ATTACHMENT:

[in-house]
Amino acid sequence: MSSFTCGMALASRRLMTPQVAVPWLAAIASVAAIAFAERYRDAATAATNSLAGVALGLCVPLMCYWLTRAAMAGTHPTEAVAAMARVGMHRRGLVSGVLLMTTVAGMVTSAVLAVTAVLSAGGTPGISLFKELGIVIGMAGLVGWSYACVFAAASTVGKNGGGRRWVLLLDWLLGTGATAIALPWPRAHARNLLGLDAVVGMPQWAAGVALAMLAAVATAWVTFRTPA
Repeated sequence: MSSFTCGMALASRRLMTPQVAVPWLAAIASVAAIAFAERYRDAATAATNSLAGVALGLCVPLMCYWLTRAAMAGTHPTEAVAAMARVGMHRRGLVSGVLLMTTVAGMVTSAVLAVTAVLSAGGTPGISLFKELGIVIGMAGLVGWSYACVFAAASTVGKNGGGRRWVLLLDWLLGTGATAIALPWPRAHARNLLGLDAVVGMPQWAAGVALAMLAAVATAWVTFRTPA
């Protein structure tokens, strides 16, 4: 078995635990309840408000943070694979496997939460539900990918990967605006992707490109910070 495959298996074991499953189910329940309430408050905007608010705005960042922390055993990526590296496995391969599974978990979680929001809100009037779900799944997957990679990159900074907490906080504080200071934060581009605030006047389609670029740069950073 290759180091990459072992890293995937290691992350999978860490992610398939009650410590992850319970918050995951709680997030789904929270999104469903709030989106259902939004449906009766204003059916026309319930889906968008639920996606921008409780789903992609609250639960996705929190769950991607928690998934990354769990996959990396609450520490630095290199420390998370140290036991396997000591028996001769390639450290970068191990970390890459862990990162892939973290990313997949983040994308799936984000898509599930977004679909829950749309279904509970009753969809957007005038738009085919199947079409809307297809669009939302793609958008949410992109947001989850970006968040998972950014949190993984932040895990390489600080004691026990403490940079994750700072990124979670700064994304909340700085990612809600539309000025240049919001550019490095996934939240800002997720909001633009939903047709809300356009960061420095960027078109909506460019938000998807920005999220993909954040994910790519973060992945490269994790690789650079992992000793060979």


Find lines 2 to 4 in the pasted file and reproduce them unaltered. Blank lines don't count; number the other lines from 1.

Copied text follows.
Amino acid sequence: MSSFTCGMALASRRLMTPQVAVPWLAAIASVAAIAFAERYRDAATAATNSLAGVALGLCVPLMCYWLTRAAMAGTHPTEAVAAMARVGMHRRGLVSGVLLMTTVAGMVTSAVLAVTAVLSAGGTPGISLFKELGIVIGMAGLVGWSYACVFAAASTVGKNGGGRRWVLLLDWLLGTGATAIALPWPRAHARNLLGLDAVVGMPQWAAGVALAMLAAVATAWVTFRTPA
Repeated sequence: MSSFTCGMALASRRLMTPQVAVPWLAAIASVAAIAFAERYRDAATAATNSLAGVALGLCVPLMCYWLTRAAMAGTHPTEAVAAMARVGMHRRGLVSGVLLMTTVAGMVTSAVLAVTAVLSAGGTPGISLFKELGIVIGMAGLVGWSYACVFAAASTVGKNGGGRRWVLLLDWLLGTGATAIALPWPRAHARNLLGLDAVVGMPQWAAGVALAMLAAVATAWVTFRTPA
């Protein structure tokens, strides 16, 4: 078995635990309840408000943070694979496997939460539900990918990967605006992707490109910070 495959298996074991499953189910329940309430408050905007608010705005960042922390055993990526590296496995391969599974978990979680929001809100009037779900799944997957990679990159900074907490906080504080200071934060581009605030006047389609670029740069950073 290759180091990459072992890293995937290691992350999978860490992610398939009650410590992850319970918050995951709680997030789904929270999104469903709030989106259902939004449906009766204003059916026309319930889906968008639920996606921008409780789903992609609250639960996705929190769950991607928690998934990354769990996959990396609450520490630095290199420390998370140290036991396997000591028996001769390639450290970068191990970390890459862990990162892939973290990313997949983040994308799936984000898509599930977004679909829950749309279904509970009753969809957007005038738009085919199947079409809307297809669009939302793609958008949410992109947001989850970006968040998972950014949190993984932040895990390489600080004691026990403490940079994750700072990124979670700064994304909340700085990612809600539309000025240049919001550019490095996934939240800002997720909001633009939903047709809300356009960061420095960027078109909506460019938000998807920005999220993909954040994910790519973060992945490269994790690789650079992992000793060979």